A charity has lost its legal challenge against the government for indirect discrimination over the amount of financial support available to self-employed mothers during the pandemic.
Pregnant Then Screwed argued that the Self-Employed Income Support Scheme (Seiss) breaches equality laws and that as a result of the way that grants are calculated, around 75,000 women who took maternity leave between 2016 and 2019 received lower payments than those whose average income was unaffected by maternity-related leave.
Seiss payments are assessed based on average monthly profits over the previous three tax years – effectively between 2016 and 2019 – and worth up to £2,500 a month.
The case was brought by the charity under its official name, The Motherhood Plan, and also by Kerry Chamberlain, a self-employed energy analyst with three young children, whose income was significantly reduced in recent years as a result of maternity leave.
At a remote hearing in January, lawyers for the charity and Ms Chamberlain argued that the policy is indirectly discriminatory because the eligibility conditions and calculation method used by the government for the scheme does not exempt periods of maternity leave.
But, in a ruling on Wednesday, Ms Justice Whipple dismissed the case, saying there was no unlawful discrimination as a result of the scheme and that the chancellor, Rishi Sunak, had considered the “plight” of women who had recently been on maternity leave.
The judge said: “The second claimant [Ms Chamberlain] and the group of women she represents have not been the subject of indirect discrimination under the [European Convention on Human Rights] in either of the ways suggested.
“But even if I had found discrimination to exist, I am satisfied that it would be justified applying the [manifestly without reasonable foundation] test.
“Further, the chancellor was not in breach of the [Public Sector Equality Duty] because he did have due regard to the plight of women who had recently been on maternity leave.”
Joeli Brearley, founder of Pregnant Then Screwed, said: “We are extremely disappointed that this legal challenge was unsuccessful. Reading the verdict we feel that there are serious legal errors and find the judgment to be fundamentally flawed.
“We are, of course, deeply concerned for the vulnerable new mothers who have had a much-reduced payment compared to their male and childless counterparts, and are now really struggling over the winter period.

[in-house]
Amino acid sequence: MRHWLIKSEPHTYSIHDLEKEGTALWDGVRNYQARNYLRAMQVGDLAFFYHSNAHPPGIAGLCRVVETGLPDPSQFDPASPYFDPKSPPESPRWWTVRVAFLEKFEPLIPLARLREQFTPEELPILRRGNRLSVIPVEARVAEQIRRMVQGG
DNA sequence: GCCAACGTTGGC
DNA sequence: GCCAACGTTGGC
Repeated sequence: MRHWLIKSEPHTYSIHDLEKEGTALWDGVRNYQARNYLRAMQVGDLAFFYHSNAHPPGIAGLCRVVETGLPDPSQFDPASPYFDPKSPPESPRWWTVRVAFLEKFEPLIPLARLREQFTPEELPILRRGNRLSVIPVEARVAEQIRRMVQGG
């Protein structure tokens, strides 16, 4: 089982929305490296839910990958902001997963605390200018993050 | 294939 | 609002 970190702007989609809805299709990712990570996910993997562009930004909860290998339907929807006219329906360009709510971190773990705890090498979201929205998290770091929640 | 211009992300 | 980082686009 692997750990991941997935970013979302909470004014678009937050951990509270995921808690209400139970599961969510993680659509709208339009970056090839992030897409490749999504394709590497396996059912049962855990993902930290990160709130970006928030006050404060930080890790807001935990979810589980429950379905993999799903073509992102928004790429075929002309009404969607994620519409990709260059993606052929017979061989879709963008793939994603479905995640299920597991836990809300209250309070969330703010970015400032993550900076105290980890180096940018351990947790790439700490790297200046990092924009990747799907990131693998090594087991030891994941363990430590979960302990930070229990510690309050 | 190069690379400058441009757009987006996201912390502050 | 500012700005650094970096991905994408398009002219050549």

“How a judge could consider this not to be discrimination has really shocked all of us.”
Ms Brearley said the campaign group is currently looking into appealing the decision.
Mr Sunak, when asked last May why he had not excluded stretches of maternity leave from the self-employment scheme, said: “For all sorts of reasons people have ups and downs and variations in their earnings, whether through maternity, ill-health or others.”
Pregnant Then Screwed launched legal proceedings after his response and argue the scheme infringes on the Human Rights Act and the Equality Act.
The government could have been made to fork out rebates to tens of thousands of self-employed women if campaigners had won the case.
Ms Brearley, who is also chief executive of Pregnant Then Screwed, has previously warned of “heartbreaking messages” the campaign group has received from so many women.
She said: “For some this drop in income has left them and their young family in desperate poverty; while their male colleagues are in receipt of the full benefit.
“But this isn’t just about the 75,000 vulnerable new mothers who have received a payment that is well below what they should have received. It is about the critical importance of maternity leave and ensuring that as a society we value it.
“Giving birth and caring for the next generation, particularly in a baby’s first year of life, is work; it is mentally and physically exhausting work.”
The campaigner argued making sure the “next generation survives and thrives” is ultimately the “most important job” out there as she warned it was “insulting” maternity leave was being dismissed as being equivalent to getting sick or enjoying a sabbatical.
“It sends out a very dangerous message about how this government views mothers and the integral role we play in a well-functioning society,” she said. “This court case is about defending women’s rights.”
A spokesperson for the treasury said they “welcome” the ruling, adding their support for the self-employed is “one of the most generous” worldwide.
“And part of a £280bn investment to protect jobs and businesses during the pandemic,” they added. “We’ve always tried to support as many people as possible through our schemes and will continue to do so.”
Additional reporting by Press Association
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